As a bonus treat, she also read from her new mystery, Vampires on the Run. It was a huge hit as well.

Both books are available at Spellbound Children's Books and Malaprop's. And we'll be getting several copies for the Claxton library. Demand is high!

Many thanks to Ms Surrisi for sharing her time and talents with our kids, to Spellbound Children's Books for bringing Ms. Surrisi to us, and to Ms. Brown for organizing this opportunity to remind kids that writing is an art too!

Friday, December 16, 2016

The Winter Concert Warms Our Hearts

Last night saw one of our favorite Claxton traditions, the Winter Concert. Students from 1st through 5th grade performed (the kindergartners are prepping for the Celebration of Learning in the spring), showing off just how much confidence and know-how a school of the arts can instill in young children.

Not only was there singing, but students played an array of instruments—ukelele, recorder flute, piano, drums, xylophone, and, of course, bells, a 2nd grade tradition:

Here are our 4th graders accompanied by the Advanced Recorders morning music group on a particularly timely song:

In keeping with Claxton's believe in inclusion, the concert featured not only traditional Christmas songs, but music from Israel, Mexico, Nicaragua, Australia, and African-American traditions as well. 

We wish we could have recorded the entire concert! We did get the finale:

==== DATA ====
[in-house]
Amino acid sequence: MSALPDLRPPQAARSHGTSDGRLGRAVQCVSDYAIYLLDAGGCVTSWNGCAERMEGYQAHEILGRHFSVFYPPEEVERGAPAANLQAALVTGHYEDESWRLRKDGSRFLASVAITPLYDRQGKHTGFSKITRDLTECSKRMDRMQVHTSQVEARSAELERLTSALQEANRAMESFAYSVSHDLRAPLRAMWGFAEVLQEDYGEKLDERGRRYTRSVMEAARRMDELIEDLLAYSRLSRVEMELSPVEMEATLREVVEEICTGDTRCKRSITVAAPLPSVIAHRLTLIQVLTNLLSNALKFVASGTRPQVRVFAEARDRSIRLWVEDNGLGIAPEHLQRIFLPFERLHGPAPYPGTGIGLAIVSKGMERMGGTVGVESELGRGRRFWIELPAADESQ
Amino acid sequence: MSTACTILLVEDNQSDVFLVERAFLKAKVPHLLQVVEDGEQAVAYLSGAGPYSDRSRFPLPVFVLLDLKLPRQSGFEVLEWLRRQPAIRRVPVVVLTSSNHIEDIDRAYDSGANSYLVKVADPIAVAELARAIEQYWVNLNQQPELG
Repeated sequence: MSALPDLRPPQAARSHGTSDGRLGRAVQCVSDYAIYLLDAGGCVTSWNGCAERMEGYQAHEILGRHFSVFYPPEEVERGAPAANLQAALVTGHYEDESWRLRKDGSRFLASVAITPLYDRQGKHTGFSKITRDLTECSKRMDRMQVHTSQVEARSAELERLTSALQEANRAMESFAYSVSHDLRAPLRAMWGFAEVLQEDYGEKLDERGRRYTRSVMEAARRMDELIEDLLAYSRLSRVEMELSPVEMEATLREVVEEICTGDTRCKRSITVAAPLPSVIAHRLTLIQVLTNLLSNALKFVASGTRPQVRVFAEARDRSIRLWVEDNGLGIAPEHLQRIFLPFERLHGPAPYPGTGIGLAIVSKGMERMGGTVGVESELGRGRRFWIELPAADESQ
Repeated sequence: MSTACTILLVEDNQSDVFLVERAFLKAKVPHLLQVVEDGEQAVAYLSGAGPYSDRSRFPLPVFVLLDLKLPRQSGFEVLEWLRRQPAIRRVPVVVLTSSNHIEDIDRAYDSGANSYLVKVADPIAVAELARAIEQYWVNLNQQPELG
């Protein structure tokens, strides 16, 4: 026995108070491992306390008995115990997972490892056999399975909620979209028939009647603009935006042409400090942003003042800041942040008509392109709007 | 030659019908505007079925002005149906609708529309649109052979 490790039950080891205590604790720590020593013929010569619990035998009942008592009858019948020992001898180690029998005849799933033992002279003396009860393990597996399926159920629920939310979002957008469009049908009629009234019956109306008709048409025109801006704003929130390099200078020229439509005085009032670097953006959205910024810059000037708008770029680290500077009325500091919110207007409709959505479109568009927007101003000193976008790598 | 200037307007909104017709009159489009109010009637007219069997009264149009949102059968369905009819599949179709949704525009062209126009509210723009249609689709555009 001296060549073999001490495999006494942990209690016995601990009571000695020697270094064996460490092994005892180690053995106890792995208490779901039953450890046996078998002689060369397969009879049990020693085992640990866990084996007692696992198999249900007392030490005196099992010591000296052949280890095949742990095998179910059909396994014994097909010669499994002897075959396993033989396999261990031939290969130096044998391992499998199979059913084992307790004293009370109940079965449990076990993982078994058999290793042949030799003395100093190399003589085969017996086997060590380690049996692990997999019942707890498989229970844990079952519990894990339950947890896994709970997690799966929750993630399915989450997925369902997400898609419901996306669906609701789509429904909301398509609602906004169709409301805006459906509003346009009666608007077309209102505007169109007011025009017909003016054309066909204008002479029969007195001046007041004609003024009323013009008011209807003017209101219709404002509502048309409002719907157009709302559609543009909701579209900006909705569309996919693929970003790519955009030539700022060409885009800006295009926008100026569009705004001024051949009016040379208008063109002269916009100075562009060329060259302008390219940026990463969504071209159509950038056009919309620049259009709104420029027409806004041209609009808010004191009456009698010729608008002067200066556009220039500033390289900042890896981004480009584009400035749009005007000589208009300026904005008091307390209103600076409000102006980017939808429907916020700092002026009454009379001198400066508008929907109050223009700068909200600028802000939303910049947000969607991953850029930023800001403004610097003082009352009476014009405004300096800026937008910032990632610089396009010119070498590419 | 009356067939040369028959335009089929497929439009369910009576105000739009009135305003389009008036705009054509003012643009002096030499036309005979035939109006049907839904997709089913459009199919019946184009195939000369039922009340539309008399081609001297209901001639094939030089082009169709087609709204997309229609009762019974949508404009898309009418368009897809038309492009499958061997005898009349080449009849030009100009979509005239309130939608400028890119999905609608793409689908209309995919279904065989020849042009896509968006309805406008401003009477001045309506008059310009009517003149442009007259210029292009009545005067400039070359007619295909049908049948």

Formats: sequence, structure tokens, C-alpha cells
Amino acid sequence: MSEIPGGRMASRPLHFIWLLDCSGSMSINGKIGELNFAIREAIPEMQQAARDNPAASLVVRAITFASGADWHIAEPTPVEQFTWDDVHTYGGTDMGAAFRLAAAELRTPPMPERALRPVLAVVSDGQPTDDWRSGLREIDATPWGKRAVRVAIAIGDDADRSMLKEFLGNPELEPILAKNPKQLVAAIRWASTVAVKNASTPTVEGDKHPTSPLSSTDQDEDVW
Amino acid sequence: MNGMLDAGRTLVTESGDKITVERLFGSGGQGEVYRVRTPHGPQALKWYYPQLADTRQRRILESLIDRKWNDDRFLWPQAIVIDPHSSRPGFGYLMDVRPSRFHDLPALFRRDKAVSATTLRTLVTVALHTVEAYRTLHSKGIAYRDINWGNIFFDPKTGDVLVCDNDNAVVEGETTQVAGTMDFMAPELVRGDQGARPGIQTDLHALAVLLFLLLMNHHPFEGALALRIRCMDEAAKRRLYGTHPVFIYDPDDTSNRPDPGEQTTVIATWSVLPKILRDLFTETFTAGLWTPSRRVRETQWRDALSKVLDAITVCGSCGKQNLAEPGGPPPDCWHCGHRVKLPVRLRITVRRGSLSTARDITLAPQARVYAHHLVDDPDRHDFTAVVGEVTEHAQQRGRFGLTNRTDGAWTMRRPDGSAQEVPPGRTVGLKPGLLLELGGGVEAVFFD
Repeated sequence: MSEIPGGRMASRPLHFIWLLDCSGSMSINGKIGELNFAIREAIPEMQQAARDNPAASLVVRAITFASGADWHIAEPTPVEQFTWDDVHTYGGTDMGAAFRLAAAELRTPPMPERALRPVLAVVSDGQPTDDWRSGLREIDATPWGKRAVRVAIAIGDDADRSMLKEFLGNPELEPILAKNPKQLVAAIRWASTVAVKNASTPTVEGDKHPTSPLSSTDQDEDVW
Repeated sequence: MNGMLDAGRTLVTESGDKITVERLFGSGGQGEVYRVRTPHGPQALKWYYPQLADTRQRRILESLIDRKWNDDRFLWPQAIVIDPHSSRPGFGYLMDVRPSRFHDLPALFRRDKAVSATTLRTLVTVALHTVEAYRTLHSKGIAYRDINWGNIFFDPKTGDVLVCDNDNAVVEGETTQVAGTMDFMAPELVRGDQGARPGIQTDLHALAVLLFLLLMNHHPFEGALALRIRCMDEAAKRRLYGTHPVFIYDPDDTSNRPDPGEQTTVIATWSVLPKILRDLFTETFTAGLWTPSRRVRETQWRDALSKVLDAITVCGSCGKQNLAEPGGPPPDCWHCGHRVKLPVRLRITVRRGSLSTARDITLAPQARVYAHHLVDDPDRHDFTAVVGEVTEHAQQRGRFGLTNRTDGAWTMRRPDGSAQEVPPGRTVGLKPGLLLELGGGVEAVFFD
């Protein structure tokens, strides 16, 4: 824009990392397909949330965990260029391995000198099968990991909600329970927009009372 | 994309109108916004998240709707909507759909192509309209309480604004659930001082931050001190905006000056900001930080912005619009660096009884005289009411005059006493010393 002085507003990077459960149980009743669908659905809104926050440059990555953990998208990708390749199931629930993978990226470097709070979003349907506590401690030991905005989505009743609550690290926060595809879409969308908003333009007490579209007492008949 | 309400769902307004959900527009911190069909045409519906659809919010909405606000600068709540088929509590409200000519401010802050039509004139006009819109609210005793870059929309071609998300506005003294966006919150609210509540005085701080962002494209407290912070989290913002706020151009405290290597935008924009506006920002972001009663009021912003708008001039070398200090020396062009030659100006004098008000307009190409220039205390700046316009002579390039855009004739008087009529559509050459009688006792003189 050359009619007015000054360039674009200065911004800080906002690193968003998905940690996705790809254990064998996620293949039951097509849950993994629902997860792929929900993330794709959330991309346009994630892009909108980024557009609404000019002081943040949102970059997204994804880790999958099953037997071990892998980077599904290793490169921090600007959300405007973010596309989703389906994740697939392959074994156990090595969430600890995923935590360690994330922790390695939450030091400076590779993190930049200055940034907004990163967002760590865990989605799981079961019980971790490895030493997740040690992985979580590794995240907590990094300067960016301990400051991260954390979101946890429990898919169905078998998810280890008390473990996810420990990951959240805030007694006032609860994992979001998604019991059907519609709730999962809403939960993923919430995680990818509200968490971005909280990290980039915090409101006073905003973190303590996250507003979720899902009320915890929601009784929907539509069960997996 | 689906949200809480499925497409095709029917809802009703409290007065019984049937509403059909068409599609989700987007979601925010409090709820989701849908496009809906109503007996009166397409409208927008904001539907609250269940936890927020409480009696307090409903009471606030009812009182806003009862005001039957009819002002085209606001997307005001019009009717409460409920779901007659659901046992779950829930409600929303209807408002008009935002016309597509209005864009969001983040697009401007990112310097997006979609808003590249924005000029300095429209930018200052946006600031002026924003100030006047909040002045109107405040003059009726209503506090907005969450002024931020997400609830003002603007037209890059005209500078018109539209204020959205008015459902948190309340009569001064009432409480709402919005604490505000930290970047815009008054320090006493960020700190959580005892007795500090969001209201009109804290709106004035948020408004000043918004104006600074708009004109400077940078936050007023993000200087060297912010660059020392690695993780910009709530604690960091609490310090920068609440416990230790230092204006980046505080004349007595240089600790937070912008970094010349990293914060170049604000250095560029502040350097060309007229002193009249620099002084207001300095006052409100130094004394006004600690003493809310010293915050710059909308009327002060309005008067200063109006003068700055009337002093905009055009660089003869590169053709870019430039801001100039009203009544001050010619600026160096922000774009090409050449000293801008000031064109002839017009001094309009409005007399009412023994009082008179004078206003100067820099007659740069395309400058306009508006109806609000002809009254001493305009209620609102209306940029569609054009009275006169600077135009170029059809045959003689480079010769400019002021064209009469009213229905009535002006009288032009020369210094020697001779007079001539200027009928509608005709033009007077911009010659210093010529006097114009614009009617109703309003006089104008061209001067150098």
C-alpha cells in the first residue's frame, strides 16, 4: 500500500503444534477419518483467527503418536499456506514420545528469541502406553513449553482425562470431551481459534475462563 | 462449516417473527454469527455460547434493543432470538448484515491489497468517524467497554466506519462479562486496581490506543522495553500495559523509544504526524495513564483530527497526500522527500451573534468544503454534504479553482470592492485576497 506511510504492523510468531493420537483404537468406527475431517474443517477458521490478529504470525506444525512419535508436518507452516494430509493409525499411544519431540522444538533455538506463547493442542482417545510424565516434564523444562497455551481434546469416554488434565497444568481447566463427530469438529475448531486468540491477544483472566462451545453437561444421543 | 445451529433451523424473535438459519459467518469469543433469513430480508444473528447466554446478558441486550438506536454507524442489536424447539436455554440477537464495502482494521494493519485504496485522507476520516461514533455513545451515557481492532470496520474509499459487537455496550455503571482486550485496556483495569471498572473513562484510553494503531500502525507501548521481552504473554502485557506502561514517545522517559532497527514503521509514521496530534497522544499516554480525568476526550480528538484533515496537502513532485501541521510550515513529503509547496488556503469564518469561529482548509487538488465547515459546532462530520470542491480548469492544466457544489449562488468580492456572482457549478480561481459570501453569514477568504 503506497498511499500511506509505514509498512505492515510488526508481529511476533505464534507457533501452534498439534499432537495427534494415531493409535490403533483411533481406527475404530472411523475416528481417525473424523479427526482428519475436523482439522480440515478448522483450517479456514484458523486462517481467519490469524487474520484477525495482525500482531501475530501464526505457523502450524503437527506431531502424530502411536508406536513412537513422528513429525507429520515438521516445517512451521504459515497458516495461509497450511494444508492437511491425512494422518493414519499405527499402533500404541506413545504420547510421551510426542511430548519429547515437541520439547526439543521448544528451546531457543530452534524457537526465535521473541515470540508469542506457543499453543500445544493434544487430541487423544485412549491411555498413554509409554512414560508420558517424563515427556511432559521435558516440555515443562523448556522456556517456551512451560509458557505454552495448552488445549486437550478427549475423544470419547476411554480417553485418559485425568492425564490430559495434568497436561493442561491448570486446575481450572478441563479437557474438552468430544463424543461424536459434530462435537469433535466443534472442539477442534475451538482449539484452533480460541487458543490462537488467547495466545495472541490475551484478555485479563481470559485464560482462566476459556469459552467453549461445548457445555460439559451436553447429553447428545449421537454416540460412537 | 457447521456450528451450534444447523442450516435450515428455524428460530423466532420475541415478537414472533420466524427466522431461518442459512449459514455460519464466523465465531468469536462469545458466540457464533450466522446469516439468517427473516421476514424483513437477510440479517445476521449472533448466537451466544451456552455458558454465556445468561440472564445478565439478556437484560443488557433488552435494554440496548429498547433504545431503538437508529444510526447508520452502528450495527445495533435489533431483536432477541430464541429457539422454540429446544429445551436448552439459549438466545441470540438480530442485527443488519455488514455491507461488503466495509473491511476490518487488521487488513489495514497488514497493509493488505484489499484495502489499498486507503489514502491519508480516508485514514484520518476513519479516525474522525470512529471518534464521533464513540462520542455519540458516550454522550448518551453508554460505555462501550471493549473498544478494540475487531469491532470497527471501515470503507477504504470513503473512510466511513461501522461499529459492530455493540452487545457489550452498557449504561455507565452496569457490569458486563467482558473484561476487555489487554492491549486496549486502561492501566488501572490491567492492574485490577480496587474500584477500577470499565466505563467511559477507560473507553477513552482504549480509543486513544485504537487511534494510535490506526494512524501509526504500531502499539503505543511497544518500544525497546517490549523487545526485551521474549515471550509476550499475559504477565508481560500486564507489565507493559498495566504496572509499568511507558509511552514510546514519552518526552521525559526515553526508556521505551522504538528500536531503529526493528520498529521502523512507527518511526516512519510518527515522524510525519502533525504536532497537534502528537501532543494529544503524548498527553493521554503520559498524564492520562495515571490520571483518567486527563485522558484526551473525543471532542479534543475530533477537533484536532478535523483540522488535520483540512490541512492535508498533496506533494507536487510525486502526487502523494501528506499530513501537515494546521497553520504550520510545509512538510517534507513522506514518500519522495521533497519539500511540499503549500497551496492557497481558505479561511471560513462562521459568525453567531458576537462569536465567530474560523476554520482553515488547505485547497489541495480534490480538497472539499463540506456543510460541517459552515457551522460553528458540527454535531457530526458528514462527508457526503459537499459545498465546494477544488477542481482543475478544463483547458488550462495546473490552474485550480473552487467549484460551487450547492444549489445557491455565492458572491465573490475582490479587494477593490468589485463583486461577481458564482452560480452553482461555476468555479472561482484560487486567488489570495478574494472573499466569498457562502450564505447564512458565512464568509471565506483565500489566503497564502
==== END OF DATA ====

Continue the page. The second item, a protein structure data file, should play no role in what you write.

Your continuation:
Our greatest appreciation to Mr. Butler for once again organizing such a massive undertaking with grace, patience, and an eye toward making sure everyone—students and their families—had a wonderful time!

Monday, December 5, 2016

Claxton Students Learn About West African Music

Claxton students were lucky enough to meet Sean Gaskell, a musician who plays the Kora, on Friday.

The Kora is a 21-string harp that originated in Gambia, West Africa. A melodic and peaceful sounding instrument, it often accompanies songs of hardship and war, some of them dating back as much as 800 years, to the founding of the Mande empire. The Kora is traditionally played by oral and musical historians knows as Griots ("Gree-ohs").

The students loved hearing music that sounds so very different from what they're used to and were fascinated by the idea of an instrument with a whopping 21 strings!

Hear it for yourself:

Once again, we're thankful for how arts integration can expose kids to so many different parts of the world and teach them to be open-minded and excited about other cultures. Thank you, Mr. Butler, for bringing Sean Gaskell to Claxton!  

Thursday, November 3, 2016

Claxton Second Graders Perform at LEAF!

Claxton second graders showed the audience at this fall's Lake Eden Arts Festival ("LEAF") what arts integration is all about when they performed with West African musician Arouna Diarra and the AZA Band.

Diarra grew up in Bobo-Dioulasso, Burkina Faso, an arts-rich community. He plays the n'goni and balafon and performs with Biko Cassini and Jessie Lehman, who also participated in the residency.

The three musicians taught second graders about West African musical traditions, including the call-and-response you can see in their rehearsal video here:

In this  Mountain XPress interview, they talk about how they teach kids and about their work with LEAF in Schools and Streets.

The residency culminated in a performance at LEAF!

Many thanks to Mr. Butler for arranging the residency and partially funding it from his music budget. And thank you to the Claxton PTO, who provided additional funding through its teacher mini-grant program. We are so lucky to have a community that provides our students with once-in-a-lifetime opportunities like this one!